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Green Teachers & Brown Rivers

Originally appears in the Spring 2015 issue

Green teaching has gone global. But developing an understanding of threats to our local environments is basic to engendering awareness which may lead to action on behalf of our rivers and streams, our woods and fields. Indonesians depend on a local fish to partially provide sustenance for their large population. But, the fish population is declining, so what’s a teacher to do?

In February 2009 in Medan, Indonesia, green teacher training was implemented with the support of the Republic of Indonesia’s Ministry of the Environment. That same year, Bengkulu University in Sumatra, Indonesia started a masters program in science education for practicing teachers with the motto of “Natural Conservation Education for a Better Life.”

Green teachers can and should be involved in research projects on local environmental issues, and this article aims to show you how this can be done by way of the research project conducted by three exemplary teachers in Bengkulu University’s graduate teacher education program. By educating themselves about local environmental issues, teachers are able to involve their students in these or similar projects. Each step of the research study: initiating, implementing, completing and sharing a project with middle and secondary school students, is modeled by using the projects that the Bengkulu teachers conducted.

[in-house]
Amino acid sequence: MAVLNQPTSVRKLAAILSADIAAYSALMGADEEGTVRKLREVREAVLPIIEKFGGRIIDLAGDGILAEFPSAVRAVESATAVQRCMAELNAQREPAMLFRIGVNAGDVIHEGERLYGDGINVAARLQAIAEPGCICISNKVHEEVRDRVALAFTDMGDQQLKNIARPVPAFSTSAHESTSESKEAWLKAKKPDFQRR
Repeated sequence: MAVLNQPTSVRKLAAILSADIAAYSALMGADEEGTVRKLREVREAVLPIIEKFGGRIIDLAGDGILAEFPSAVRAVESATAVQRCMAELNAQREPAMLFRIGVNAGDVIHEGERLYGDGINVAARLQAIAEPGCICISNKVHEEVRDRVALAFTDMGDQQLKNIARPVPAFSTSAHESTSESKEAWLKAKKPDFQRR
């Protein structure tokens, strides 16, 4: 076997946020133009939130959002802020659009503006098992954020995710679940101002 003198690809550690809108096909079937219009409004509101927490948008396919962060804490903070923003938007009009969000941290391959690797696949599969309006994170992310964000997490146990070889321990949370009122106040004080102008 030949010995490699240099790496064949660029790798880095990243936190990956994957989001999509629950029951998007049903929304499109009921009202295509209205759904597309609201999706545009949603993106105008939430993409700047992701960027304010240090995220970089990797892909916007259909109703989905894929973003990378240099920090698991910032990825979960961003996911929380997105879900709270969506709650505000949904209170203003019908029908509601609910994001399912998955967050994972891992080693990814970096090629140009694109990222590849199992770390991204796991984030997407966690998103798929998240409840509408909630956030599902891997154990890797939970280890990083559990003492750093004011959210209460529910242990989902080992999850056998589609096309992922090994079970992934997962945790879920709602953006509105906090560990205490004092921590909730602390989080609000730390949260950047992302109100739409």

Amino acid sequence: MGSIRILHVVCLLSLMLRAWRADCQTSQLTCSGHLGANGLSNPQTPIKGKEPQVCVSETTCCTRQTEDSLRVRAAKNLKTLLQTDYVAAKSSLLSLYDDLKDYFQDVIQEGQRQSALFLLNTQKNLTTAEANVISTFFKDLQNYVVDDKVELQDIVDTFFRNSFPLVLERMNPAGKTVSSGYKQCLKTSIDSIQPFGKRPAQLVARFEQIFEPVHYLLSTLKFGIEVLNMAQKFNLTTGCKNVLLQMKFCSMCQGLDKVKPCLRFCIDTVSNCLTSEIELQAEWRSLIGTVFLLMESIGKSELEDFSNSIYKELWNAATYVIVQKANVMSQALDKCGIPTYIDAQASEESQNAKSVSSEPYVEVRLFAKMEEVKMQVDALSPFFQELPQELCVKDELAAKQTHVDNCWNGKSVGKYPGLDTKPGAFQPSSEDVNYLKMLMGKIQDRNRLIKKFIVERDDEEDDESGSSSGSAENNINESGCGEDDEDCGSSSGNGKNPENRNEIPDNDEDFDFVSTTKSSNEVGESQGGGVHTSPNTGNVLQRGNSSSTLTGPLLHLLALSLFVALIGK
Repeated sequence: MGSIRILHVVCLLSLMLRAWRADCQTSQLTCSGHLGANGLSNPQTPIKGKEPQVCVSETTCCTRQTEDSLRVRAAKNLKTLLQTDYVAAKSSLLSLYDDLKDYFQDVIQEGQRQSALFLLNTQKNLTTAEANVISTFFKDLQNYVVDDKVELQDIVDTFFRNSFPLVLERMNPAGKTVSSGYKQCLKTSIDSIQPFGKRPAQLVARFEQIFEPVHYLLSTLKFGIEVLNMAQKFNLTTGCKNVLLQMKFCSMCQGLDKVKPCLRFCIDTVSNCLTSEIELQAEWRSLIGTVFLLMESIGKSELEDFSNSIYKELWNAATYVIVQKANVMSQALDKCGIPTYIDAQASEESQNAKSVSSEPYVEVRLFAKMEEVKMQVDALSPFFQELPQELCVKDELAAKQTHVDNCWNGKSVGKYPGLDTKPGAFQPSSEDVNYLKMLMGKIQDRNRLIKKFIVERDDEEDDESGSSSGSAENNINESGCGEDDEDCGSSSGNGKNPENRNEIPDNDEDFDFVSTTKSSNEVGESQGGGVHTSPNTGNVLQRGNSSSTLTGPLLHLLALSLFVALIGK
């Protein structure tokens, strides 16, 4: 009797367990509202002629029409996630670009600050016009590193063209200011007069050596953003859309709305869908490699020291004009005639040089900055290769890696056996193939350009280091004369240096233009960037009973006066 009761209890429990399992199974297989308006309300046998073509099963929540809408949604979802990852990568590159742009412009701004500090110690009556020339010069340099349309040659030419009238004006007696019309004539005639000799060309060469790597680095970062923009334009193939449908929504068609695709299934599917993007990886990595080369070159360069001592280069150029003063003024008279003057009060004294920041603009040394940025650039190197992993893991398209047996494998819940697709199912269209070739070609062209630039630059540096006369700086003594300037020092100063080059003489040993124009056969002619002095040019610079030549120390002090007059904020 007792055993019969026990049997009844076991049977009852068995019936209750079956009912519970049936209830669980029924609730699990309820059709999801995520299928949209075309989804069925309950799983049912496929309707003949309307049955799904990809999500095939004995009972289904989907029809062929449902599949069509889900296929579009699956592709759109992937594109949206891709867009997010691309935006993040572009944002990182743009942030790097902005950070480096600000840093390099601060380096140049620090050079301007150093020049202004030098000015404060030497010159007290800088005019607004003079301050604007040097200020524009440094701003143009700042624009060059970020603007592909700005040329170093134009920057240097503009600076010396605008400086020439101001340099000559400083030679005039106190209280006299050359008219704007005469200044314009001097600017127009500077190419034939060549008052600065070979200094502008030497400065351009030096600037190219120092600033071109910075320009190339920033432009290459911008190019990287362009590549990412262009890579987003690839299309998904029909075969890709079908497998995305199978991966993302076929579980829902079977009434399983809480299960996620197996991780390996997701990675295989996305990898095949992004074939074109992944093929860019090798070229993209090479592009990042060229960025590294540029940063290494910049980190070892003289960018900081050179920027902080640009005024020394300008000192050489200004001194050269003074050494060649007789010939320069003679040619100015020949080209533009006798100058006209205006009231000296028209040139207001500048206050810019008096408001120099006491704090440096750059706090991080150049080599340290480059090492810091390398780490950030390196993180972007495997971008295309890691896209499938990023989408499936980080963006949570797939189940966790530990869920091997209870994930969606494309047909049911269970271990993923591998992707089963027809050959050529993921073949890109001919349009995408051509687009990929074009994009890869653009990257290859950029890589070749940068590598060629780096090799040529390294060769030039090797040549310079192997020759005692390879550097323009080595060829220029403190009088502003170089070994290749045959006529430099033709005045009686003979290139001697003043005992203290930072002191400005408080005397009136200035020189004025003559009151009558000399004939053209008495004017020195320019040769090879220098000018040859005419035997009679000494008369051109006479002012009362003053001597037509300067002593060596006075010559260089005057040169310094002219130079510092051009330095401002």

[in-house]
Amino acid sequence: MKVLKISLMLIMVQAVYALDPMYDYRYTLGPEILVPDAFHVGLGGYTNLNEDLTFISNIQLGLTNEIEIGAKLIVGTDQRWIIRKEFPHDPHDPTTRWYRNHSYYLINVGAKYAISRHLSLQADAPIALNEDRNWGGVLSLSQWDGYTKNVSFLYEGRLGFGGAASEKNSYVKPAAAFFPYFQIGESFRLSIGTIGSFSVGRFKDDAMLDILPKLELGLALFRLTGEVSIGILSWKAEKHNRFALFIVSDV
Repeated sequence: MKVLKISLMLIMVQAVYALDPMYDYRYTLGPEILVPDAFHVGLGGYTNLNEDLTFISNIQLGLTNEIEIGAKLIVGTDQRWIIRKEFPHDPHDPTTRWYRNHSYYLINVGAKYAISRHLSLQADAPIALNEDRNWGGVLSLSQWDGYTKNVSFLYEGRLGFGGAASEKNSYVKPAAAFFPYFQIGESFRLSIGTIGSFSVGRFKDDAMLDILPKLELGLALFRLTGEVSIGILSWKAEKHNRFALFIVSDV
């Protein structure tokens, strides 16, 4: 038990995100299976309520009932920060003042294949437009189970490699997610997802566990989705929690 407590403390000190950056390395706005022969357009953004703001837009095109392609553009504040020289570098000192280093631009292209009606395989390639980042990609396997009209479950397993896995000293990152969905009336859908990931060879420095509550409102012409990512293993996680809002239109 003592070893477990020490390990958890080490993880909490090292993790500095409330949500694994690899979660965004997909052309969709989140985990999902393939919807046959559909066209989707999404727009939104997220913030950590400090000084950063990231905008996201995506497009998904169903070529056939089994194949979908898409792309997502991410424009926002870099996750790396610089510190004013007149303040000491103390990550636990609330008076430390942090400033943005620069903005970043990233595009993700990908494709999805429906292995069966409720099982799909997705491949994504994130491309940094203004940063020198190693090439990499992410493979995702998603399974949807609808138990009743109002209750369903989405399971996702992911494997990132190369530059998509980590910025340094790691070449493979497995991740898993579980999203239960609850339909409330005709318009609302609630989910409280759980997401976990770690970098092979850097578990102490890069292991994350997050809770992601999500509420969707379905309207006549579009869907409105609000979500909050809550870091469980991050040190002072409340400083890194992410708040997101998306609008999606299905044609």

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Aceng Ruyani is a biology educator at the Graduate School of Science Education, Bengkulu University, Indonesia. Erna Affiani, Fenty Sufyerny, and Suryana are biology teachers at a secondary school in South Bengkulu, Indonesia. Catherine E. Matthews is a professor of K-12 science education and environmental education at the University of North Carolina Greensboro. They began their collaborative work in 2012. The authors are grateful to Professor Endang Widi Winarni, Dr. Choirul Muslim, Dr. Agus Sundaryono, and Dr. Kancono for their support and valuable suggestions to improve the quality of science education in Bengkulu. The authors are also grateful to Mr. Tim Spruill, hydrologist, and Ms. Lacey Huffling, science educator for their editorial comments.


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